Comments on: The demographic effect http://blogs.reuters.com/edward-hadas/2013/01/23/the-demographic-effect/ Wed, 07 Oct 2015 17:23:32 +0000 hourly 1 http://wordpress.org/?v=4.2.5 By: fifa 15 coins ps http://blogs.reuters.com/edward-hadas/2013/01/23/the-demographic-effect/comment-page-1/#comment-2501 Thu, 25 Sep 2014 23:20:12 +0000 http://blogs.reuters.com/edward-hadas/?p=385#comment-2501 I would like to point out my passion for your kind-heartedness supporting men who really want guidance on this one matter. Your very own commitment to getting the message around had become extraordinarily beneficial and have in most cases helped women like me to get to their ambitions. Your own invaluable instruction signifies much to me and substantially more to my fellow workers. Many thanks; from all of us.

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By: Vishwadeva http://blogs.reuters.com/edward-hadas/2013/01/23/the-demographic-effect/comment-page-1/#comment-1161 Mon, 11 Mar 2013 20:55:21 +0000 http://blogs.reuters.com/edward-hadas/?p=385#comment-1161 Is the decline in population growth related to fertility of the Japanese people. I read that low Hormones levels would affect fertility levels ref http://gnctestosterone.com/about-testost erone.html

So all could be explained by low Testosterone levels in Men leading to a severe fluctuation in aging population.

Would appreciate your feedback.

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By: tmc http://blogs.reuters.com/edward-hadas/2013/01/23/the-demographic-effect/comment-page-1/#comment-1009 Sun, 27 Jan 2013 10:47:11 +0000 http://blogs.reuters.com/edward-hadas/?p=385#comment-1009 Mr. Hadas. The Opinion piece is excellent and though provoking. I don’t agree with your conclusions. Our current economic model is based on perpetual growth. The author that is blatantly advertising on this site via comments has pointed out many times that population in not very well considered in our economic models. I agree with him on that. I think Pete also suffers from the forest and tree syndrome with population control being his specific tree.
In this piece, I thought you were about to come to the conclusion that basing everything on “growth” is a very risky model. Works great on paper but not when human livelihoods are attached to it. In other words, the consequences become unbearable for real live people. Why can we not design an economic system that prepares for the future? One that does not require all people to work “full-time”. One that keeps the playing field even both during periods of growth and the average “idle” time. As long as we depend on growth the vast majority will continue to suffer for a long, long time.
I hope you will consider upgrading your web site to allow commenting or other means of discussion. This site is not a safe forum for commenting any longer. Or could you indicate another forum in next piece (without irritating Reuters of course)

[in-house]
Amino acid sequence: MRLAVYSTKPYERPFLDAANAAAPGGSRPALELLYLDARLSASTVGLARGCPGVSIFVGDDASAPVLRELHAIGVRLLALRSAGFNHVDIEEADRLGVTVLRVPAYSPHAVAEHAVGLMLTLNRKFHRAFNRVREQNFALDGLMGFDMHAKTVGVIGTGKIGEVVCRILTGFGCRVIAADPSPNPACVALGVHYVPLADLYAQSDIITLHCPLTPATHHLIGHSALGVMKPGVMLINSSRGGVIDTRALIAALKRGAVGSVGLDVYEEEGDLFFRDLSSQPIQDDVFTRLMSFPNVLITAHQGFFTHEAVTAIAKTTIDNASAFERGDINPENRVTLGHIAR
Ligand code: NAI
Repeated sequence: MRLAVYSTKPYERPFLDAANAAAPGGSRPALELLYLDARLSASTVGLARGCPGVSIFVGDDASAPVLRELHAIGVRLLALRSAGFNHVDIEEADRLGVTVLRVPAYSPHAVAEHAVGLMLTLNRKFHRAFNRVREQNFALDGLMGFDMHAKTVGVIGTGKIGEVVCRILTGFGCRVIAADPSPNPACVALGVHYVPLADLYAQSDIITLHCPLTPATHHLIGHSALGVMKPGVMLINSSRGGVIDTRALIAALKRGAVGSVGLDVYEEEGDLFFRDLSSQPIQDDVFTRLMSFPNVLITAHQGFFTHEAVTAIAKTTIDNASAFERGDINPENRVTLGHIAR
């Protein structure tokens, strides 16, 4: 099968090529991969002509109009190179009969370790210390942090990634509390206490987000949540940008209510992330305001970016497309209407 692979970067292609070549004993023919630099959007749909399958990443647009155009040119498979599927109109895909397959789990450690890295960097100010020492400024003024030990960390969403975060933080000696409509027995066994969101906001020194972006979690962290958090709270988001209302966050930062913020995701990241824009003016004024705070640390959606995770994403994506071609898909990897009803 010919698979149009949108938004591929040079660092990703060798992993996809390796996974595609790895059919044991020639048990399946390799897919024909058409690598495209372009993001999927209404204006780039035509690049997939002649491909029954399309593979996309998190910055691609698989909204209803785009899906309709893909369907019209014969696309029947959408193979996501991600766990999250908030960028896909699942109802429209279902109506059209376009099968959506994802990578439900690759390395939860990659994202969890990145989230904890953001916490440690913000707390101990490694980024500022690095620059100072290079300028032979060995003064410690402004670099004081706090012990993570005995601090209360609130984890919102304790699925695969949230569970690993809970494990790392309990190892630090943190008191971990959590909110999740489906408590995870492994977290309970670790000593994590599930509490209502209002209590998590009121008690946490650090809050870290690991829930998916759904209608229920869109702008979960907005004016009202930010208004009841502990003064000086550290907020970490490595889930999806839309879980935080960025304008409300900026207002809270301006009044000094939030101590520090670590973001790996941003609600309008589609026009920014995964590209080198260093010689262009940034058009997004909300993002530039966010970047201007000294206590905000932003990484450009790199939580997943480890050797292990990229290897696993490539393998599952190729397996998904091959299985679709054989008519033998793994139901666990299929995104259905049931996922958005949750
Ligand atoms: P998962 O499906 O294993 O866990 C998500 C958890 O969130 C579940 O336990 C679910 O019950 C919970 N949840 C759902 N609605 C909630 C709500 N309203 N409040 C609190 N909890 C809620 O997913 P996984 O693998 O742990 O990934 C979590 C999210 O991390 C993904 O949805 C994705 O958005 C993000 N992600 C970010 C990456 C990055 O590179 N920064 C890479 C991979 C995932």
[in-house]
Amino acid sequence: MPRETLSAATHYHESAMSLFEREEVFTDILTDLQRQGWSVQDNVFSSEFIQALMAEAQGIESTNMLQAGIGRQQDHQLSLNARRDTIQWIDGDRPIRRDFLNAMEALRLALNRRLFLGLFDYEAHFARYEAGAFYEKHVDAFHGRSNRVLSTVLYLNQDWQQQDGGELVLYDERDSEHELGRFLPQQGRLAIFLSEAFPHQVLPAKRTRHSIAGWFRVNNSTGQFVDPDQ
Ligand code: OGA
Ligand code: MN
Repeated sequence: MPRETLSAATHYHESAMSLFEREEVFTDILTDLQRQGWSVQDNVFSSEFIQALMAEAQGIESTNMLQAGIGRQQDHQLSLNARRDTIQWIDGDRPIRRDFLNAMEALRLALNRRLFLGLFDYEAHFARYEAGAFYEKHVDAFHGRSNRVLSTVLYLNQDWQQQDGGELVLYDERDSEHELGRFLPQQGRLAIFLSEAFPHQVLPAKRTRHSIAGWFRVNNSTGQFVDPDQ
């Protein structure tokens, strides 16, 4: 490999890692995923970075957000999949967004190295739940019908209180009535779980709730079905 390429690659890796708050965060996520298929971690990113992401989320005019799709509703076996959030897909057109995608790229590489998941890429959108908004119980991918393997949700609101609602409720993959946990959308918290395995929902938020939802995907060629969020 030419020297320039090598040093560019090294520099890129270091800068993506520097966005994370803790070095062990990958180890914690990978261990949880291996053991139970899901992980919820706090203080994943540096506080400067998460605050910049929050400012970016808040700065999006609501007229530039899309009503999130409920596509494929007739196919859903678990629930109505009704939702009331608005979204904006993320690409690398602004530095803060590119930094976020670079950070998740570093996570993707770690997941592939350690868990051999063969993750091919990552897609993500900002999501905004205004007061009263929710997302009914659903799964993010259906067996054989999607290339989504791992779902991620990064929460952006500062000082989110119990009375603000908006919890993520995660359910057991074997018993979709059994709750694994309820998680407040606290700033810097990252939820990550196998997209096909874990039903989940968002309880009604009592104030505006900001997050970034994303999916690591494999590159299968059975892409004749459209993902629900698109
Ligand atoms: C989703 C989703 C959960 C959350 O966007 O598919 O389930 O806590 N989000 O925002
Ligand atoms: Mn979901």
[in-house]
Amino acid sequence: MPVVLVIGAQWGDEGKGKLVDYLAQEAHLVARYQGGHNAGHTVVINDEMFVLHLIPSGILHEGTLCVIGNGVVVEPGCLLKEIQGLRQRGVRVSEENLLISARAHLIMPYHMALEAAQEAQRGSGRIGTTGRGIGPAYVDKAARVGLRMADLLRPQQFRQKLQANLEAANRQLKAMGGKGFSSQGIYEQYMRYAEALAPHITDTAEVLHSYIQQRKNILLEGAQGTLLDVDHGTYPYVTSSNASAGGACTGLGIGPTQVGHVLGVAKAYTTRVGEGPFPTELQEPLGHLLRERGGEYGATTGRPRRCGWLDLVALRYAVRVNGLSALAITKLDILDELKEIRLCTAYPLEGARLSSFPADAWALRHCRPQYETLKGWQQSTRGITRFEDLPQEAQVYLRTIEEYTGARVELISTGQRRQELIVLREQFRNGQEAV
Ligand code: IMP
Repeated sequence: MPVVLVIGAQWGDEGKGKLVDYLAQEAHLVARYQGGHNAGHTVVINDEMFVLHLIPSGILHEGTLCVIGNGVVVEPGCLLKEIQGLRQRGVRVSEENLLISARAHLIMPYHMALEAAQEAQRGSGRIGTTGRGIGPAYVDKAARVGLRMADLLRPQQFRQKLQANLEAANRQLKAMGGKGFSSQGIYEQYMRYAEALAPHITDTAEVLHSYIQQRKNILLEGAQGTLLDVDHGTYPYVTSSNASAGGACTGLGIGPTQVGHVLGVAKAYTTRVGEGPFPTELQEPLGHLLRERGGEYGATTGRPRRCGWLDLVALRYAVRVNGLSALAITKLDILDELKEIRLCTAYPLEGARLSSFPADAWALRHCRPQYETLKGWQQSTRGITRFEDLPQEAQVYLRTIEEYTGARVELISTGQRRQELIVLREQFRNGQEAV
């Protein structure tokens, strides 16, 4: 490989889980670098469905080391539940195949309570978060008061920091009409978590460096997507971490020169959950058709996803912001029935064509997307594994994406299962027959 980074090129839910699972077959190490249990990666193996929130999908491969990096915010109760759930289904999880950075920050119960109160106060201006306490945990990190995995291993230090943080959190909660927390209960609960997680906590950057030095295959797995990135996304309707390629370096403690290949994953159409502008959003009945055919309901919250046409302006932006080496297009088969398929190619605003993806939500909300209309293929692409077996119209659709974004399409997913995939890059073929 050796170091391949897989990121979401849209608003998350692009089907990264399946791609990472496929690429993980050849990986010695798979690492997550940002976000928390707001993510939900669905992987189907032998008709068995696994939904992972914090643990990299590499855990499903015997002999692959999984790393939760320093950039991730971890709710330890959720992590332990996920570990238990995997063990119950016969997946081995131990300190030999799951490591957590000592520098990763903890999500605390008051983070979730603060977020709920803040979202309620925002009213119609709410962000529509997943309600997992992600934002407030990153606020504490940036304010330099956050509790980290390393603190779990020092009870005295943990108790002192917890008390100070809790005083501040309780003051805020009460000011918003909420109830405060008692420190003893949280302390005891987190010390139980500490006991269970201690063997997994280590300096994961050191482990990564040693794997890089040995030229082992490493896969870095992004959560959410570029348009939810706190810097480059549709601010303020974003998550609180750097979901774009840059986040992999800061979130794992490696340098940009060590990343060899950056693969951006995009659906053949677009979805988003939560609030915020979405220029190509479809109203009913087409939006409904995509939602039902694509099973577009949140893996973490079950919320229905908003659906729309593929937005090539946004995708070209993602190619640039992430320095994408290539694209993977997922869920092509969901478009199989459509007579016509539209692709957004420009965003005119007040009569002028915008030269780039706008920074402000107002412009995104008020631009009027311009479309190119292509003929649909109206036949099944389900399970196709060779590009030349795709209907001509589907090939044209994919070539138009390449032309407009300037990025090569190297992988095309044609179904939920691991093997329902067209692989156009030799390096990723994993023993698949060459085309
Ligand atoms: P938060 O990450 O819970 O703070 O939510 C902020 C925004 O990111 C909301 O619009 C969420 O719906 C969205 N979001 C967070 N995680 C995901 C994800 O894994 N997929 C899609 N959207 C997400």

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By: brotherkenny4 http://blogs.reuters.com/edward-hadas/2013/01/23/the-demographic-effect/comment-page-1/#comment-1007 Fri, 25 Jan 2013 20:51:08 +0000 http://blogs.reuters.com/edward-hadas/?p=385#comment-1007 Come on you slaves, birth some more fodder for the meat grinder.

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By: PseudoTurtle http://blogs.reuters.com/edward-hadas/2013/01/23/the-demographic-effect/comment-page-1/#comment-1005 Wed, 23 Jan 2013 23:53:56 +0000 http://blogs.reuters.com/edward-hadas/?p=385#comment-1005 What are we to do with you Mr. Hadas?

You keep babbling incoherently about things about which you know absolutely nothing.

Japan is the exception that proves the rule — only a tightly organized homogeneous society like Japan could possibly survive as well as it has under the circumstances.

THAT is the lesson to be learned from Japan.

You state in conclusion, “The Japanese experiment with small families has lasted long enough to suggest that a low birth rate neither enriches nor impoverishes but does encourage financial fragility and political calcification. The negative effects should be enough to discourage even enthusiasts for fertility control and negative population growth. While individuals may like the freedom and the environment may be less stressed, demographic decline could prove impoverishing for society as a whole.”

Your conclusion is deeply flawed for at least two serious reasons:

(1) Aside from the obvious fact that the earth is already straining its resources with its present population, you and other wealthy morons seem to think that there are no limits to growth (which is the fallacy capitalism is based upon).

(2) Countries with rapidly growing populations are HIGHLY unstable, which “could prove impoverishing for society as a whole” as we begin to seriously run out of resources and resource wars begin.